GPS vs Smartphones


GPS vs Smart Phones - Introduction When GPS devices began to grow in popularity, it was clear that the days were numbered for map folding, Thomas Guides, and stubborn husbands refusing to ask for directions. (Well, maybe not that last part.) With a GPS device, maps were always at your fingertips, and drivers always knew exactly where they were and which way they were heading. As GPS devices evolved from their basic monochromatic roots, they added features such as speed zones, elevation, ETA, detouring, and even live traffic updates.

Now, it seems GPS systems may be the latest in a long list of technology to be upended by the rise of smartphones and mobile data. After all, why spend money on a GPS when you can just download a free app, right?

While it's hard to argue with free, the answer isn't quite that simple. Here at, we've compared and contrasted the two technologies in our GPS vs Smartphone smack down. We'll be helping you decide if a new GPS device should be on your shopping list this Black Friday, or if you're better off sticking with a simple navigation app.

Navigation Capability

Navigation Capability When it comes down to the nitty-gritty, all that drivers in unfamiliar territory really need is a device that can get them there quickly, safely, and easily. While both GPS and smartphones can't be right 100% of the time, GPS devices offer many advanced navigation features that have yet to be matched outright in a single smartphone app.

Modern GPS devices offer options such as avoiding toll roads, shortest route vs. fastest route, and they can even help avoid low clearance underpasses for those driving an RV or pulling a trailer. The latest Garmin GPS devices featuring lane assist can even display a computer re-creation of exits and junctions to show the driver exactly what to expect and into which lane they should move when approaching an off-ramp or intersection.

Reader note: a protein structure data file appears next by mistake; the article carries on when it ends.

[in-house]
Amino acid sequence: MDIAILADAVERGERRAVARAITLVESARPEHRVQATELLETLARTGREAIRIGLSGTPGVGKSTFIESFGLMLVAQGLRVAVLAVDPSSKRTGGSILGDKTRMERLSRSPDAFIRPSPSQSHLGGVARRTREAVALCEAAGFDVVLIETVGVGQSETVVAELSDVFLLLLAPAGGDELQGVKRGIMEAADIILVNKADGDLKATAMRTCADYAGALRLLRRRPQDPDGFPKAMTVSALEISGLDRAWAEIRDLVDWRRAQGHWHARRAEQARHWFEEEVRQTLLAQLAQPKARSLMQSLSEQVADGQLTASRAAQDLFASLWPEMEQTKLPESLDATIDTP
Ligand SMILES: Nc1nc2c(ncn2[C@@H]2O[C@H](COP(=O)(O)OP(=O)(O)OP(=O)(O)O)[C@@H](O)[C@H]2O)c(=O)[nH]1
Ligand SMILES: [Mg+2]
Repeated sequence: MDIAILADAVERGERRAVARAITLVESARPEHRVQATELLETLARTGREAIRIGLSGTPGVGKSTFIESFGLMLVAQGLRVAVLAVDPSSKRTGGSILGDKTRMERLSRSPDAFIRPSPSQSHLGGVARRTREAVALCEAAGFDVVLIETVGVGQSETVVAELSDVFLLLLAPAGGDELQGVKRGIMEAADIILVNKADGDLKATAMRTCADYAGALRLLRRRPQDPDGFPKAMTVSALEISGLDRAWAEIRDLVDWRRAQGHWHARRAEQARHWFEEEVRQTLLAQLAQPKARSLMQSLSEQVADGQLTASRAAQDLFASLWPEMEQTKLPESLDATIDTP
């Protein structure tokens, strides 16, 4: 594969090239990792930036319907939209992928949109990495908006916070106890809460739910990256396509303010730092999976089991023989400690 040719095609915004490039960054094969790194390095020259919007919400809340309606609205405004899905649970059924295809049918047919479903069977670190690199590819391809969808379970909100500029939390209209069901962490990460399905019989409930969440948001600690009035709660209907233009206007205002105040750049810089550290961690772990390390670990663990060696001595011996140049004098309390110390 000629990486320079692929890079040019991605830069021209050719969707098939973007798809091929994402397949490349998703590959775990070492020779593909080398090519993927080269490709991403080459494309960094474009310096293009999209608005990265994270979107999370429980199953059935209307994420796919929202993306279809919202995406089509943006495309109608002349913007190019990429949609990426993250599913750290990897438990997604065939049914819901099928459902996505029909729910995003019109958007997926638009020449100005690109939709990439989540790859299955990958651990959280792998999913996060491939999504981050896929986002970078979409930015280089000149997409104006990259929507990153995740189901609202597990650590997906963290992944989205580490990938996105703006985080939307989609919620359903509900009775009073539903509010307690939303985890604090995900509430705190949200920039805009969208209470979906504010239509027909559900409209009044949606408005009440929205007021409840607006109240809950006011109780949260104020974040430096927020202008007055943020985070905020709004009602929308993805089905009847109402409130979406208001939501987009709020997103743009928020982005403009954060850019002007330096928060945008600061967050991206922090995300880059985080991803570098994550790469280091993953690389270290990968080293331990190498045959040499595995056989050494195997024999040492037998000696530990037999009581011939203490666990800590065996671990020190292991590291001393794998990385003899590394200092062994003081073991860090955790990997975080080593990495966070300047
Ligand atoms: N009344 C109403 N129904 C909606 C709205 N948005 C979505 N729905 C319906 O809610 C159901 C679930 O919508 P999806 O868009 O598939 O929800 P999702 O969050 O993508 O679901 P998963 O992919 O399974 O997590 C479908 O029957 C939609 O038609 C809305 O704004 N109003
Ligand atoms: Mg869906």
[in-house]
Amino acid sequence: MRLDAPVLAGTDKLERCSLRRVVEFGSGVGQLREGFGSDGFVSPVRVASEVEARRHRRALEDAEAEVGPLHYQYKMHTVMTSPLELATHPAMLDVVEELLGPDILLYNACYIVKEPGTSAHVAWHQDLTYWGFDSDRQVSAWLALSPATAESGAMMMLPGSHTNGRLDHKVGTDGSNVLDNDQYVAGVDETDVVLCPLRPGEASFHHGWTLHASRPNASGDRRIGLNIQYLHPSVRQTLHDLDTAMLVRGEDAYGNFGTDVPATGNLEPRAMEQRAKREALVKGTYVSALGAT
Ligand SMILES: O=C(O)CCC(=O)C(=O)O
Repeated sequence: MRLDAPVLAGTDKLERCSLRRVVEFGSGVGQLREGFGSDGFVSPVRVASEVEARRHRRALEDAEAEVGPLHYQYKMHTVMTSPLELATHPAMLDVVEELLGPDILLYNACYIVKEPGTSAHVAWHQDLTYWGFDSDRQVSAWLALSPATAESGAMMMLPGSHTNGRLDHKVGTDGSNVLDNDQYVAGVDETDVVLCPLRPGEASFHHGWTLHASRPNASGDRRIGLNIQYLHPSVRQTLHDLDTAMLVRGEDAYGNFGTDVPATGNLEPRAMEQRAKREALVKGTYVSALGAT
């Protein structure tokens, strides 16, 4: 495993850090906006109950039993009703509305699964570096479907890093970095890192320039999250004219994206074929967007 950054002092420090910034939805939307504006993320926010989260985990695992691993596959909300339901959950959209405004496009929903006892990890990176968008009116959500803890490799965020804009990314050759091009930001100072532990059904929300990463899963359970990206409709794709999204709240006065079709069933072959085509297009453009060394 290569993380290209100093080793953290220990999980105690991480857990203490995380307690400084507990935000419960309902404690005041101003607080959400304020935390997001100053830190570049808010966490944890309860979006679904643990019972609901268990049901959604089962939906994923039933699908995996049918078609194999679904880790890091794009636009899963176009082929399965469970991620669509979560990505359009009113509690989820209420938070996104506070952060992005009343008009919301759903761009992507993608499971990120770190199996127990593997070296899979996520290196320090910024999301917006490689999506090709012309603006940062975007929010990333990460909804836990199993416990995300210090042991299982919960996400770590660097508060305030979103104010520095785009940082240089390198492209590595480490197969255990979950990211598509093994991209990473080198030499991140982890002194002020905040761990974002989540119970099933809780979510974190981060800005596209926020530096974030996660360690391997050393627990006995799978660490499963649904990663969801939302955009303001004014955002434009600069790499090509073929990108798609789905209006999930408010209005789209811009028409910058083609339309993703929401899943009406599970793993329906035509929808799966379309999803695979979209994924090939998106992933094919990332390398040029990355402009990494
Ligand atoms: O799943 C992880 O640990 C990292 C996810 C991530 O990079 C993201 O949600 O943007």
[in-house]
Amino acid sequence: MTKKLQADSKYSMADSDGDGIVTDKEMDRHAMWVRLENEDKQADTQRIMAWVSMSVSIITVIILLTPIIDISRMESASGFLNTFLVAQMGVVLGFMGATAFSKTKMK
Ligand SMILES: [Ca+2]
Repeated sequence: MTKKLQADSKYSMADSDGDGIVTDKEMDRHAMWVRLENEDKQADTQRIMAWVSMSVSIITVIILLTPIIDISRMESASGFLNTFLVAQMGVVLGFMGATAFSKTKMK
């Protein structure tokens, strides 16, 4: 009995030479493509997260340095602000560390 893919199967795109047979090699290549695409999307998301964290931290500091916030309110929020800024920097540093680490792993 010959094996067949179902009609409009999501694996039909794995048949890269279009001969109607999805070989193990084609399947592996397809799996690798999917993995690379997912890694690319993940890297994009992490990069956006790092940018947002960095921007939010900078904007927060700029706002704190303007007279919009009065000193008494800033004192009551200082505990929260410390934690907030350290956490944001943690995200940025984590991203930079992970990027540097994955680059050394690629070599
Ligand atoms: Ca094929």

Winner: GPS

Around Town

Around Town For commuters, especially in urban areas plagued by traffic issues, a smartphone with a social media-enabled GPS app such as Waze wins hands down over a GPS device. Yes, there are GPS devices that offer traffic updates, but those devices rely on services such as Garmin or MSN traffic to report congestion and simply can't compete with up-to-the-second updates provided by drivers themselves. With apps like Waze, drivers are a few taps away from reporting road hazards, street closures, and speed traps. Not only that, but the app itself compares driving speed to posted speed limit to determine traffic congestion, and updates nearby users accordingly, without any input from the driver.